Tuesday, 13 April 2010

WEB101 - Learning Portfolio, Week 7 - Social Networks

This week's topic is something that has become close to my heart - social networking. According to boyd & Ellison, social network sites are web-based services that allow people to construct a profile, display a list of other users that they share a connection with, and also enables users to view these connections. The social networks I'm most familiar with are things like Facebook, LinkedIn and Twitter but there are hundreds more and some are more popular in certain countries than others. For instance, I recently connected with a 2nd cousin in the Netherlands via Facebook, but she only has 2 other friends on Facebook and she told me that in the Netherlands the social networking tool of choice is Hyves. So I guess if I want to find other people from that side of the family I'll probably have to join that site - which is somewhat awkward because I don't speak Dutch!

As a rule I try to use LinkedIn for business and Facebook for personal, and I try to keep them separated. However, a quick check just now revealed several people on my Facebook list who I used to work with, who I never socialised with, some of whom used to report TO me, who I may or may not work with again one day. Who are also on my LinkedIn network, so I could contact them if I ever needed to. Who I probably never wanted to subject to my weird sense of humour and photos of my kids and new house-under-construction in the first place. Who I can't even remember adding! So I've just taken a deep breath and spent 20 minutes doing a ruthless cull of my Facebook "friends" list.

The thing is, this "friend culling" concept raises it's own issues. In Facebook at least, you can remove somebody from your Friend list, effectively "de-friending" them, and they don't get notified. The only way they can figure it out is if they know exactly who was on their own Friend list, and they notice the number of Friends decrease by 1, and they then go through their list to work out who has dumped them. Seriously - who could be bothered?

Well, I actually know people who ARE bothered, particularly those who see their Friend count as some kind of status symbol. I mean - wow! In real life, friends move away, or move on. Sometimes you can look back and think "gosh, I haven't seen Joe for... let's see... must be 2 years now". So you may try to call him, and you find out he's moved, and you don't know where he's gone. Or you may not even try to call! You probably just shrug and go and watch TV or something because, let's be honest, you haven't worked together for 2 years and it turns out you didn't really have much else in common except work, and he hasn't called you either. So you just chalk it up to one of those "natural progression" type things and move on.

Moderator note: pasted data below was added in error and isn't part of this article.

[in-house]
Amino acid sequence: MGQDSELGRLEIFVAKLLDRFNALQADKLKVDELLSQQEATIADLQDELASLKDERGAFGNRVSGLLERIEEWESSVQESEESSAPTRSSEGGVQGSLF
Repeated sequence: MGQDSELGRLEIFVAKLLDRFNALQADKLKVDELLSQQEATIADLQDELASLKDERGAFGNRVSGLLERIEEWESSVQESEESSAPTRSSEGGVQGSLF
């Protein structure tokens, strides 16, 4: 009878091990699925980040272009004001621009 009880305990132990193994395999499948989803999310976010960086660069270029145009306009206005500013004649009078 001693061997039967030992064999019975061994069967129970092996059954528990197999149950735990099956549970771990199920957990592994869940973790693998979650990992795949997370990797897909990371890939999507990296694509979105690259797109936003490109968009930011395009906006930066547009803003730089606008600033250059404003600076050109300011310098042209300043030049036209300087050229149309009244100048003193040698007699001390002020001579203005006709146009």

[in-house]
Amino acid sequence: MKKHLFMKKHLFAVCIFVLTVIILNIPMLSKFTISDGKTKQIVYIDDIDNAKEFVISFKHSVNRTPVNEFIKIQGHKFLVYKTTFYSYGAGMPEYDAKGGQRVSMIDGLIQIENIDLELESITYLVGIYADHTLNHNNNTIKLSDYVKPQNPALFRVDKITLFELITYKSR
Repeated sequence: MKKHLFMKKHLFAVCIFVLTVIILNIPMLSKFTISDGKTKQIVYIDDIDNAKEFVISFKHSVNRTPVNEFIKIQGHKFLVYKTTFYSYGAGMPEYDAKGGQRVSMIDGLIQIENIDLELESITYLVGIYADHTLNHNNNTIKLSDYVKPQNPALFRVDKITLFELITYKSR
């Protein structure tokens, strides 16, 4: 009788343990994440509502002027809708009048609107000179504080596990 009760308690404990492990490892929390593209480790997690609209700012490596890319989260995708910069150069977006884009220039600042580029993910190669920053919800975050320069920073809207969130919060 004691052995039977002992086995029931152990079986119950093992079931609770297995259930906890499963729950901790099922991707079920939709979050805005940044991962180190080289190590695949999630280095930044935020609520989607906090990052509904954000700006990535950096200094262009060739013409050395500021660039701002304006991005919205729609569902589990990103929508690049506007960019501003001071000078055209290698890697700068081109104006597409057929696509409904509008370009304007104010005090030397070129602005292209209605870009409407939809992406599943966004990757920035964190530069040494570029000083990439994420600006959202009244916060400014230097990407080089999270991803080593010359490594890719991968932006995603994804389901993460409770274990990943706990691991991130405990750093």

The difference with "de-friending" someone on Facebook is, it's a conscious decision, and a very immediate one. One minute you're officially a Friend, the next you're not. So this begs the question about social networking - is it ALL good? Is anybody really benefitting in the long run from hanging on to all those people who, under different (non-Internet) circumstances, they probably would have lost years ago? A while ago I found people on my list that I went to school with more than 20 years ago, who I hadn't laid eyes on in all that time - was I REALLY going to get anything out of having them on my Friend list, and seeing all their updates?! Probably not. Nowadays I'm proud to say that my Facebook Friend list is more about quality than quantity. :>

Don't get me wrong - I love Facebook. A lot of my friends and family are on the other side of the world and no matter how much I used to try to keep up with their lives, it's difficult to find the time to sit down and write/email to each one individually. Being linked to them via Facebook means I can read about or watch their new baby/dog/house being built/whatever, on an ongoing basis. It makes me feel like I'm a still a part of their lives, even if I'm 8 timezones away from them. But over time I've refined the way I use Facebook, because I was spending too much time wading through status updates that I wasn't really interested in. So nowadays I've stopped adding people that I barely know, and I've learned to ignore Friend requests from people that I really don't want to see my personal information.

To finish with a funny - today a friend pointed me to the latest episode of South Park, entitled "You Have 0 Friends", which aired last week in the US. Very topical! I found a link to a small scene of that episode here on YouTube, which is a funny take on the madness that can arise from taking some of these social networking sites too seriously. If you have ways and means of accessing full episodes, you're looking for S14E04 (the ChatRoulette scene is hilarious but rude!). Enjoy. :>

Until next time,
Cheers,
Nicky
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